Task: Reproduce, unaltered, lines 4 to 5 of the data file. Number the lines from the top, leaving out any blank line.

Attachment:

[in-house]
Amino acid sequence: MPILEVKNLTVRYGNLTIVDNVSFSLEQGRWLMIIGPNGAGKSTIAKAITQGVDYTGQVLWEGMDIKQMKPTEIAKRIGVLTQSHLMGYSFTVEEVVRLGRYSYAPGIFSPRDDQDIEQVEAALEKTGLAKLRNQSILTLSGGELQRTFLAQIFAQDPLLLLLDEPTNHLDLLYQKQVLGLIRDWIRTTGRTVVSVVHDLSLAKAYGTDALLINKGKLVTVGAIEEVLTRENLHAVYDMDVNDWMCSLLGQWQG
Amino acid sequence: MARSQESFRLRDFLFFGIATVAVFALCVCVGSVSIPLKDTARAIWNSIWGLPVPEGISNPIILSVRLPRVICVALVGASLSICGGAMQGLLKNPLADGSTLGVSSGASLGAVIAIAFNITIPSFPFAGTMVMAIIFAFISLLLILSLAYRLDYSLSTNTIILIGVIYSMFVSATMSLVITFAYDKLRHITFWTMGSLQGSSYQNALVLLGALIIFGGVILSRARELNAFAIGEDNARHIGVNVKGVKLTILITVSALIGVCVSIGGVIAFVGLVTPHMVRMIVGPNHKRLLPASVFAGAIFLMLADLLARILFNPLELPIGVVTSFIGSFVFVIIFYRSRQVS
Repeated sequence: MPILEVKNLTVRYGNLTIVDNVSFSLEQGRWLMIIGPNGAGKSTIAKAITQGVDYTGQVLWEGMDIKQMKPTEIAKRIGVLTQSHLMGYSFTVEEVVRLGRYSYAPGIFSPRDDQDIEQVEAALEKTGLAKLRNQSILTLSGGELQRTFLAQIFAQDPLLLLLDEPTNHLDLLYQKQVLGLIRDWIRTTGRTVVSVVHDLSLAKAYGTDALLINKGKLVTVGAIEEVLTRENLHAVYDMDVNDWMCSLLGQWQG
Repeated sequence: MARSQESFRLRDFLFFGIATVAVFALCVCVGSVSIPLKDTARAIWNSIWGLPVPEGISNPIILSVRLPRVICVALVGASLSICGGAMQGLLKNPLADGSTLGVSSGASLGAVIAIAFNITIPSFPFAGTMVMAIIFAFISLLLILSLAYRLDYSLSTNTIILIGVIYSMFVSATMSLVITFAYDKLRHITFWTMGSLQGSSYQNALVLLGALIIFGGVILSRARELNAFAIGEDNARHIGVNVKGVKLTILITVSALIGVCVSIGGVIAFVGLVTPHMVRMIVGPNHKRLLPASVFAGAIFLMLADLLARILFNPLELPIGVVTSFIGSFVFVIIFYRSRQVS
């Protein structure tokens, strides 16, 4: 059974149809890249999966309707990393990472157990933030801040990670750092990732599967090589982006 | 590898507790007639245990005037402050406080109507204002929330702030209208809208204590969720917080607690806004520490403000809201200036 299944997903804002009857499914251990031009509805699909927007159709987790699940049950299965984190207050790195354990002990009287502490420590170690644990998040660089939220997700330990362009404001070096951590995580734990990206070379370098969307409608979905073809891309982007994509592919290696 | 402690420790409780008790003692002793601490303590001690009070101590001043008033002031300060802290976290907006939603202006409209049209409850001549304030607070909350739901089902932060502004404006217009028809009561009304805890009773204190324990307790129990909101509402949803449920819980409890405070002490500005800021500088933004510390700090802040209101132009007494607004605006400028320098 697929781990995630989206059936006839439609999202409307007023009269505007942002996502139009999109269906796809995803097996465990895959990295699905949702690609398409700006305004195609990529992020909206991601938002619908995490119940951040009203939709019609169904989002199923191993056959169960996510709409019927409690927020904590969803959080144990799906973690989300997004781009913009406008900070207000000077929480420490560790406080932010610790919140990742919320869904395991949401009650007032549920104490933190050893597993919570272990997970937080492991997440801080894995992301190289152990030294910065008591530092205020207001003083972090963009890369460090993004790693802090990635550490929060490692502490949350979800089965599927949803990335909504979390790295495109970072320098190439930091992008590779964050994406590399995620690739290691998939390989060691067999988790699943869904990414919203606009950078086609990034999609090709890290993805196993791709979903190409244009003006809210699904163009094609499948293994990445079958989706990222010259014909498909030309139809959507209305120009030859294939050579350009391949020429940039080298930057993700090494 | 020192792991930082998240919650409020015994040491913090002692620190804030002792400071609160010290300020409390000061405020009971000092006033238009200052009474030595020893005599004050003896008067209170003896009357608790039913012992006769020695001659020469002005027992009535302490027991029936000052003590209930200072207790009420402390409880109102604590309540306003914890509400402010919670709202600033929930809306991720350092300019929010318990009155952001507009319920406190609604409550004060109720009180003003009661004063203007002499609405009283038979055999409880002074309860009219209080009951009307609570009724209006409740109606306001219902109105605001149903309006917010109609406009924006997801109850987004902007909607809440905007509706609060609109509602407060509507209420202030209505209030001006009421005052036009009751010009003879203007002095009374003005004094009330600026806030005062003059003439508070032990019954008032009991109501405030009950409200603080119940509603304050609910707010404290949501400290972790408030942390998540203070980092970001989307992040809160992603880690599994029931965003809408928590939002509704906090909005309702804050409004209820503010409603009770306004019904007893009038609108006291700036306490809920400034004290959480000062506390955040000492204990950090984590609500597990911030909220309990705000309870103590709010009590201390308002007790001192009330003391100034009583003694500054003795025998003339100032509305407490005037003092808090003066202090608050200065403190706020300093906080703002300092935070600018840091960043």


Repeated sequence: MPILEVKNLTVRYGNLTIVDNVSFSLEQGRWLMIIGPNGAGKSTIAKAITQGVDYTGQVLWEGMDIKQMKPTEIAKRIGVLTQSHLMGYSFTVEEVVRLGRYSYAPGIFSPRDDQDIEQVEAALEKTGLAKLRNQSILTLSGGELQRTFLAQIFAQDPLLLLLDEPTNHLDLLYQKQVLGLIRDWIRTTGRTVVSVVHDLSLAKAYGTDALLINKGKLVTVGAIEEVLTRENLHAVYDMDVNDWMCSLLGQWQG
Repeated sequence: MARSQESFRLRDFLFFGIATVAVFALCVCVGSVSIPLKDTARAIWNSIWGLPVPEGISNPIILSVRLPRVICVALVGASLSICGGAMQGLLKNPLADGSTLGVSSGASLGAVIAIAFNITIPSFPFAGTMVMAIIFAFISLLLILSLAYRLDYSLSTNTIILIGVIYSMFVSATMSLVITFAYDKLRHITFWTMGSLQGSSYQNALVLLGALIIFGGVILSRARELNAFAIGEDNARHIGVNVKGVKLTILITVSALIGVCVSIGGVIAFVGLVTPHMVRMIVGPNHKRLLPASVFAGAIFLMLADLLARILFNPLELPIGVVTSFIGSFVFVIIFYRSRQVS